Prompted by a question in a comment by Joakim Poromaa Helger I came up with this approach to emulate Rayleigh scattering (the effect that turns the sky blue and the sun red at the same time) in Cycles: by combining a transparent and a glass shader.
In the picture above there is a bright white sun on the right. In a material that exhibits Rayleigh scattering (like air) blue light is scattered more than red light. That means that light traveling from a lightsource through such material will be tinted red because blue light is scattered to all sides. In a direction away from the direct path of the light we see just this scattered blue light and not (or much less) the direct light.
Now if we combine a red(ish) transparent shader with a blue(ish) glass shader, the transparent shader will cause some of the light to be passed through the object without regard for index of refraction and give it a redish hue, while the glass shader will pass some (refracted) blue light through and reflect some. (In the sample picture I have turned off caustics because that takes forever to give a good quality render but also because in this setup caustics exhibit a blue color while it should be redish as well). The node setup looks like this:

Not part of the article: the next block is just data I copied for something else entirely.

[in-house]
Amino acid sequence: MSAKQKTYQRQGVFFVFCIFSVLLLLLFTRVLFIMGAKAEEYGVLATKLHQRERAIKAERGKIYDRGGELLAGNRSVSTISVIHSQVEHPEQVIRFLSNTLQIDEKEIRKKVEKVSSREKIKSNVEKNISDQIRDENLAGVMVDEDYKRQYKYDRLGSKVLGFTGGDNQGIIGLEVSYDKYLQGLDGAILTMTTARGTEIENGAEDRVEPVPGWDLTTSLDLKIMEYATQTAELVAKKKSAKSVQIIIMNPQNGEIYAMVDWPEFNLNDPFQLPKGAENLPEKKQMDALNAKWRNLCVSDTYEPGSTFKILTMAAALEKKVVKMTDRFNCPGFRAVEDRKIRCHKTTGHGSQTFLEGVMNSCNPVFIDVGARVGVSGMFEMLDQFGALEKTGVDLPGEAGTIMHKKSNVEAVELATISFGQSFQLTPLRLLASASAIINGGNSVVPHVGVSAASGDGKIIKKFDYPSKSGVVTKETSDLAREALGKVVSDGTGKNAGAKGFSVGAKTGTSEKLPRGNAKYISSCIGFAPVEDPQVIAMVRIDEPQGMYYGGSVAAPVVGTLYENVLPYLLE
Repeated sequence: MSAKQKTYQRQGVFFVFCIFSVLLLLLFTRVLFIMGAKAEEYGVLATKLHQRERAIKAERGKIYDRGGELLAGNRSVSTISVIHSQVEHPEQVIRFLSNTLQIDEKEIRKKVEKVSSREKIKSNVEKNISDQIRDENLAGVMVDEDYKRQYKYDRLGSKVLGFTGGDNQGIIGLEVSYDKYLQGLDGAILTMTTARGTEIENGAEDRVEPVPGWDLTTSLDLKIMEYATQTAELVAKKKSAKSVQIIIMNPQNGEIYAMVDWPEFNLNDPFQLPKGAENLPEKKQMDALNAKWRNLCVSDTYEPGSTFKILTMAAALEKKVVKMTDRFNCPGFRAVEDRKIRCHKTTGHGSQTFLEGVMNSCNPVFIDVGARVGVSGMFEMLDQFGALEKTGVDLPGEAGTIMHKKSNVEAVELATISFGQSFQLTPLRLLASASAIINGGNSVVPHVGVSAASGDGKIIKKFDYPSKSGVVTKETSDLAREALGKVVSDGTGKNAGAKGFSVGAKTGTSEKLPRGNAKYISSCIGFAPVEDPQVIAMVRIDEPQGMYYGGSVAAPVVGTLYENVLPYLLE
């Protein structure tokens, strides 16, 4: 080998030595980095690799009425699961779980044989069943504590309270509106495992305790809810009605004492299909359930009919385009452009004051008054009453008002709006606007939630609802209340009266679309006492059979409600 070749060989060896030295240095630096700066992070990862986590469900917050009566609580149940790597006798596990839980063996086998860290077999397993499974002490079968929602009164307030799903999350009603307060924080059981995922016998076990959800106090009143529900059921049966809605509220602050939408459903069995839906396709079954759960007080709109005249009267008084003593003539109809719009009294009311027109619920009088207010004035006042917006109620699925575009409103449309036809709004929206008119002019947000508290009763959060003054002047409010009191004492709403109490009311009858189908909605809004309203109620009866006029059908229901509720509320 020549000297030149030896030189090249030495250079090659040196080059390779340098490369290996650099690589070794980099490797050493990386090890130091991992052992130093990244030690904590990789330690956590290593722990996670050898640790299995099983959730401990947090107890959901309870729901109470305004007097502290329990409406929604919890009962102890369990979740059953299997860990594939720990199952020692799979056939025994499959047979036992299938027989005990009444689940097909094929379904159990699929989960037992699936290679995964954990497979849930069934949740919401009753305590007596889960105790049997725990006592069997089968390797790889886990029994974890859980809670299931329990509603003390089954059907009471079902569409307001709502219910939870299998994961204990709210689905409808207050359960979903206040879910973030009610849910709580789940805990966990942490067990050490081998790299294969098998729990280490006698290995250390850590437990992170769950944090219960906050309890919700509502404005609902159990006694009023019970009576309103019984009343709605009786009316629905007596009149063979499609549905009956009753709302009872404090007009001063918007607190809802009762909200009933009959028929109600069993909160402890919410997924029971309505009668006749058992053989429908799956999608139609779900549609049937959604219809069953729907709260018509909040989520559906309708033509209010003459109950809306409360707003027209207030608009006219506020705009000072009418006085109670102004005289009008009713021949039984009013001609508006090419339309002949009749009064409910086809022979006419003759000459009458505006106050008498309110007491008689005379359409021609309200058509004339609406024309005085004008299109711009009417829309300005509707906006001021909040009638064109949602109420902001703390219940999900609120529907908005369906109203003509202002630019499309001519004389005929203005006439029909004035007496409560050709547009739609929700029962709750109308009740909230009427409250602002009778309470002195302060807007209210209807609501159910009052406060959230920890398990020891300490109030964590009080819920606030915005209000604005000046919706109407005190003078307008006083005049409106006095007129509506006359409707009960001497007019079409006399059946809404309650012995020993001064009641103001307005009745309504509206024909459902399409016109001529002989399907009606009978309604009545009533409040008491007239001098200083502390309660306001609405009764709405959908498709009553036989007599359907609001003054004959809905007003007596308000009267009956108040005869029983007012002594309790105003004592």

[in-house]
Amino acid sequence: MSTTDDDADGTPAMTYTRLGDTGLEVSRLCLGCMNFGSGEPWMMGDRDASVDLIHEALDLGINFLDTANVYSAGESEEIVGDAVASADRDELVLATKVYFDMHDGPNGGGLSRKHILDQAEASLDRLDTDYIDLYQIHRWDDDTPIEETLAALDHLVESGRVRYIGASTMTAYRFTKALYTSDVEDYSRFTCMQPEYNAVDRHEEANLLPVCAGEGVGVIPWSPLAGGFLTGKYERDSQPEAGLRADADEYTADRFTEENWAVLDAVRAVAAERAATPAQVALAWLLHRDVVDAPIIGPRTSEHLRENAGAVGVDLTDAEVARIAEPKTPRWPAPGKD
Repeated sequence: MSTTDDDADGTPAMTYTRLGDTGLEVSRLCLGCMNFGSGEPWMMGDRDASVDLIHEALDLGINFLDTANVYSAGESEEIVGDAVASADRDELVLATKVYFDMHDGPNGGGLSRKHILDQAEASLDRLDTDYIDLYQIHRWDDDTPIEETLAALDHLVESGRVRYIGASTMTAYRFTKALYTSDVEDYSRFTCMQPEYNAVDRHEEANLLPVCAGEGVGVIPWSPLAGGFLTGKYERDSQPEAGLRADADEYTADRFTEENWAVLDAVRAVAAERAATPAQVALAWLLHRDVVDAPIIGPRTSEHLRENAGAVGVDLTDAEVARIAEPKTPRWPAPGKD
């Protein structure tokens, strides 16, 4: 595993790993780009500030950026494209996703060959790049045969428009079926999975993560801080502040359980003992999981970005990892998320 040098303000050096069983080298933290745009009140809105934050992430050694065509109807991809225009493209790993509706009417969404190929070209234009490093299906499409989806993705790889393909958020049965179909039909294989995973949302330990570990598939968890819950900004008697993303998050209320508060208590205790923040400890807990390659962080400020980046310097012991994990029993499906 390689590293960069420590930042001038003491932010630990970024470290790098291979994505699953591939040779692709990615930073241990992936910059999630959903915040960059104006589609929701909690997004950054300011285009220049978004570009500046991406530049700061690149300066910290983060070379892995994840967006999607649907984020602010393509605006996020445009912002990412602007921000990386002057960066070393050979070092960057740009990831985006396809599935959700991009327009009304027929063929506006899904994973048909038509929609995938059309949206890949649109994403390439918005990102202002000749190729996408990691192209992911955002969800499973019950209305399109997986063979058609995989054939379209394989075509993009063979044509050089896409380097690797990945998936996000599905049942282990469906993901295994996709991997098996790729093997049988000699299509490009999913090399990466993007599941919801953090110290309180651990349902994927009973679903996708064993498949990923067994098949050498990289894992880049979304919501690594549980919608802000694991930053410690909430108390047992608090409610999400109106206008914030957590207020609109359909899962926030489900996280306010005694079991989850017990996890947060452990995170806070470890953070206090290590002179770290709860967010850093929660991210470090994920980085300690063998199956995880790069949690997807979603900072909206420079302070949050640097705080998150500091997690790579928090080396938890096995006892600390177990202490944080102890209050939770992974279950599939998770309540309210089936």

We achive the caustic coloring by arranging that the camera sees the blue glass shader while any object receiving diffuse light (like the floor) sees a red glass shader, a distinction we can make with help of the light path node: